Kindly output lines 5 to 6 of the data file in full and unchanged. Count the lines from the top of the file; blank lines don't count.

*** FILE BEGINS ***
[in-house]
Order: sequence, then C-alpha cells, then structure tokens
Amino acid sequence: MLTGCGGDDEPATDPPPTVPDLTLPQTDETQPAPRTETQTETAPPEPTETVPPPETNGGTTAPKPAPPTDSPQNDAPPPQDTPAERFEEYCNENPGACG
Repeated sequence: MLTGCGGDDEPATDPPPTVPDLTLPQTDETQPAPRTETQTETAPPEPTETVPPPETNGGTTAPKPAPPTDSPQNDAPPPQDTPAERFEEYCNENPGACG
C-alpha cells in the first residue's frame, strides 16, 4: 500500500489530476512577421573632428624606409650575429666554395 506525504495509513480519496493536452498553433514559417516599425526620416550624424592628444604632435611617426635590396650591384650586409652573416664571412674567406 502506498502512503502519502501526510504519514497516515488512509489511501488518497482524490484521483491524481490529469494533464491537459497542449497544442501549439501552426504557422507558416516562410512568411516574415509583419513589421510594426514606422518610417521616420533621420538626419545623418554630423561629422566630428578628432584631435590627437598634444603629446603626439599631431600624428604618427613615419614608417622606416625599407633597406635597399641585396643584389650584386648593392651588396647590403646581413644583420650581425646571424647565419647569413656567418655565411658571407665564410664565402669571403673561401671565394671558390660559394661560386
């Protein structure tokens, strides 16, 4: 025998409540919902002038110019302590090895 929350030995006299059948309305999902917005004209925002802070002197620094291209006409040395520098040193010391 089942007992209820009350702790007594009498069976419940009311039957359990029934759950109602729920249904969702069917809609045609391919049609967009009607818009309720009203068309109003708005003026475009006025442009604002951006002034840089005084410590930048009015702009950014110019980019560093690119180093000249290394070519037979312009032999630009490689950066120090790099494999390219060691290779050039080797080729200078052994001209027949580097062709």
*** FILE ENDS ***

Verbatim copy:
C-alpha cells in the first residue's frame, strides 16, 4: 500500500489530476512577421573632428624606409650575429666554395 506525504495509513480519496493536452498553433514559417516599425526620416550624424592628444604632435611617426635590396650591384650586409652573416664571412674567406 502506498502512503502519502501526510504519514497516515488512509489511501488518497482524490484521483491524481490529469494533464491537459497542449497544442501549439501552426504557422507558416516562410512568411516574415509583419513589421510594426514606422518610417521616420533621420538626419545623418554630423561629422566630428578628432584631435590627437598634444603629446603626439599631431600624428604618427613615419614608417622606416625599407633597406635597399641585396643584389650584386648593392651588396647590403646581413644583420650581425646571424647565419647569413656567418655565411658571407665564410664565402669571403673561401671565394671558390660559394661560386
């Protein structure tokens, strides 16, 4: 025998409540919902002038110019302590090895 929350030995006299059948309305999902917005004209925002802070002197620094291209006409040395520098040193010391 089942007992209820009350702790007594009498069976419940009311039957359990029934759950109602729920249904969702069917809609045609391919049609967009009607818009309720009203068309109003708005003026475009006025442009604002951006002034840089005084410590930048009015702009950014110019980019560093690119180093000249290394070519037979312009032999630009490689950066120090790099494999390219060691290779050039080797080729200078052994001209027949580097062709």